The motives for why human aggression is exhibited.

The argument for nature surrounds the feasible
biological
motives
for why human aggression is exhibited. Aggression may
also have a chemical, hormonal, or genetic foundation
which is why the motives for aggressive behaviour in individuals encompass a
number of hypotheses. The trigger of aggression in the brain is mostly caused
by the frontal lobe and amygdala, both linked to limbic system. The frontal
lobe is involved in regulating behaviour and emotions. If the frontal lobe is
damaged in any way, the person would not be able to control their anger and
will be more likely to show aggressive behaviour. The evidence to confirm this
theory that the brain abnormalities are actually linked to aggression can be
found in the study by Raine et al. (1997). He conducted a study composed of 41
individuals, both males and females, who were convicted of murder using PET
scan. Findings of this research discovered that the murderers had major
differences in brain area compared to non murderers, having less activity in the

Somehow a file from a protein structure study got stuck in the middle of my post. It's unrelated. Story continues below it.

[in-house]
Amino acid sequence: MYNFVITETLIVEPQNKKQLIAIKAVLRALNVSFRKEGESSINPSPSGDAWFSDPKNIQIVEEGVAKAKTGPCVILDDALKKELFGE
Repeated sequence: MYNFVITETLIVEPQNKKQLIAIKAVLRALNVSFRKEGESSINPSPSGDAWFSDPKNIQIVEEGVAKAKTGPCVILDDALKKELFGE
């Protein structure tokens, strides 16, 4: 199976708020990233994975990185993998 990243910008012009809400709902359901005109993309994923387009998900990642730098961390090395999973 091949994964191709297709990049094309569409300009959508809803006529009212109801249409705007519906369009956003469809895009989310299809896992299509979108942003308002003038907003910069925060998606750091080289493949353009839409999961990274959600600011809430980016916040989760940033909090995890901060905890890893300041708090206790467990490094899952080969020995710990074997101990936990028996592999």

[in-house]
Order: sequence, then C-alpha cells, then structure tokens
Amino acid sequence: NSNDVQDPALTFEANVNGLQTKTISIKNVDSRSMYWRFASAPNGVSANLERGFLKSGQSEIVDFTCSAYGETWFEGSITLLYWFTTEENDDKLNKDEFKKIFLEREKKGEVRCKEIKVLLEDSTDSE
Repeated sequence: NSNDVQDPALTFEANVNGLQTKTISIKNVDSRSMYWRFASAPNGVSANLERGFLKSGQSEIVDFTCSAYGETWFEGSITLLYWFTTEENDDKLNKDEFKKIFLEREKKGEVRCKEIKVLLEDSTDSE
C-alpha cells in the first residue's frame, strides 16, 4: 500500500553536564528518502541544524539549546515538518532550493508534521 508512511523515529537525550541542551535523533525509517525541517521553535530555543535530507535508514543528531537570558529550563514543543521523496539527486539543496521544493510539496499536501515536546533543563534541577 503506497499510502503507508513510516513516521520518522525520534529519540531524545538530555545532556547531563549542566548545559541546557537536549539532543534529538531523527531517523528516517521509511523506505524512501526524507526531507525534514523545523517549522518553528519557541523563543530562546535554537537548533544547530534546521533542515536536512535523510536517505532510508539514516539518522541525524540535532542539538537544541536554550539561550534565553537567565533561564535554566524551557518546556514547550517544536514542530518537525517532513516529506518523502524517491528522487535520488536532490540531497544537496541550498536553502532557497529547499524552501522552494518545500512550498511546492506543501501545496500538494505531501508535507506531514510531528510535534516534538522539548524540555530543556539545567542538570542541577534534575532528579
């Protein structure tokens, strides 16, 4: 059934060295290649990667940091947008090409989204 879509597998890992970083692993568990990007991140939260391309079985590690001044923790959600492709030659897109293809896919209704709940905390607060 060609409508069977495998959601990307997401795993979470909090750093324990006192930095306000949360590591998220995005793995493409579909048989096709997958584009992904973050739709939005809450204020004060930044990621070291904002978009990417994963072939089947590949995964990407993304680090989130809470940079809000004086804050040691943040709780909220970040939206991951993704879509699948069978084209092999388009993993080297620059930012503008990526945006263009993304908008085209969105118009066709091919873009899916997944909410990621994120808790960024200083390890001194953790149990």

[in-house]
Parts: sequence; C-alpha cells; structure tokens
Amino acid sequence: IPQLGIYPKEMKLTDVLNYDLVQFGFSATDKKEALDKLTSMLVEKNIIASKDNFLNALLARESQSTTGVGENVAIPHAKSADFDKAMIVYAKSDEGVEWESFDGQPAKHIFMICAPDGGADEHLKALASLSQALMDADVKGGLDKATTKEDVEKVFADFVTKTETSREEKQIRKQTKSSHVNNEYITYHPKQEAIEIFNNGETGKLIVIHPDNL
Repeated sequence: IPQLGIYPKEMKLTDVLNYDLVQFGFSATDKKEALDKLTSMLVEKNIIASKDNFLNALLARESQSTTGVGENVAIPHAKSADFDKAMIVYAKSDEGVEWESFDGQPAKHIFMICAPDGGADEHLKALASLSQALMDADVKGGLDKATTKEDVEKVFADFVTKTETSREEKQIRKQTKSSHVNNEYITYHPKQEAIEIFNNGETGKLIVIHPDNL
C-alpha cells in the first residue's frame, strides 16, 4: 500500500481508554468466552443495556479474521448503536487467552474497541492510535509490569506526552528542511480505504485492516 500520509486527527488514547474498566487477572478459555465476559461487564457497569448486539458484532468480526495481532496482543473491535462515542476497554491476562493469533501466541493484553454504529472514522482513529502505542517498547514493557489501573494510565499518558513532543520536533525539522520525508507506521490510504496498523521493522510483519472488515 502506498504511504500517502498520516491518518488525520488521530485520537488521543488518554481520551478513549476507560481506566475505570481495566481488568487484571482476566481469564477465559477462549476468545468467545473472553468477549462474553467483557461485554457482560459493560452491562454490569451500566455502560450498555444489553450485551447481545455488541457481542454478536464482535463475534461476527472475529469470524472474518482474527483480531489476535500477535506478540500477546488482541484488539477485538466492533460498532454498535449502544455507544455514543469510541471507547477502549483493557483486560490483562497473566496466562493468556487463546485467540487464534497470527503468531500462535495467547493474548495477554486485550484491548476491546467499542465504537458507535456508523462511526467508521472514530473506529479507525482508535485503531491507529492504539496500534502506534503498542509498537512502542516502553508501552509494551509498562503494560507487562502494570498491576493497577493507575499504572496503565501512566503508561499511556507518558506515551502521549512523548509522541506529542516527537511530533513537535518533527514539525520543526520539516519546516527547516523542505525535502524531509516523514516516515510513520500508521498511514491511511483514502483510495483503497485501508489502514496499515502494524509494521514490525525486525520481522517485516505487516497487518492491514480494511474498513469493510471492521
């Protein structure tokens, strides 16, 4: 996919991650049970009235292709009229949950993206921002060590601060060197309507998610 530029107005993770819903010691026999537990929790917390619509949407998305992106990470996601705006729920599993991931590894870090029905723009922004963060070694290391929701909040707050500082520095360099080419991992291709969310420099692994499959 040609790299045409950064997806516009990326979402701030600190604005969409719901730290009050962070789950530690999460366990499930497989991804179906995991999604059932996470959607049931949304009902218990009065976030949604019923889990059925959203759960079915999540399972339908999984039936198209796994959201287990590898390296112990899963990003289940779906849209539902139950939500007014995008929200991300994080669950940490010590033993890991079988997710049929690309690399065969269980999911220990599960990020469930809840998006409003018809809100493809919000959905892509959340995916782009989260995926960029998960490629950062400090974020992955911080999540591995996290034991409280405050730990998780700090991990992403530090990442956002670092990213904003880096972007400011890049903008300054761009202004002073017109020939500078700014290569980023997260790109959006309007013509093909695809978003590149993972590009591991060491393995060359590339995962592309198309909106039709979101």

left side of the brain and more activity on the right side, where amygdala and
hippocampus are located.

Hormones also play a part of humans’ biological system. Aggressive
and violent behaviour is usually accompanied with lover levels of serotonin and
higher levels of male hormone known as testosterone.  Generally, the male hormone testosterone and
its higher levels in males is the reason why are men more aggressive than
women. Research carried out by Kalat (1998), where men aged 15 to 25 had the
highest levels of testosterone also showed the highest level of aggression and
violence. Female aggression has also been linked to certain hormones. Floody
(1968) reviewed studies
on pre-menstrual syndrome and discovered
proof
to guide
the view that in
this time of hormonal fluctuation women
growth
in irritability and hostility, and also
are much
more likely to commit
a crime.

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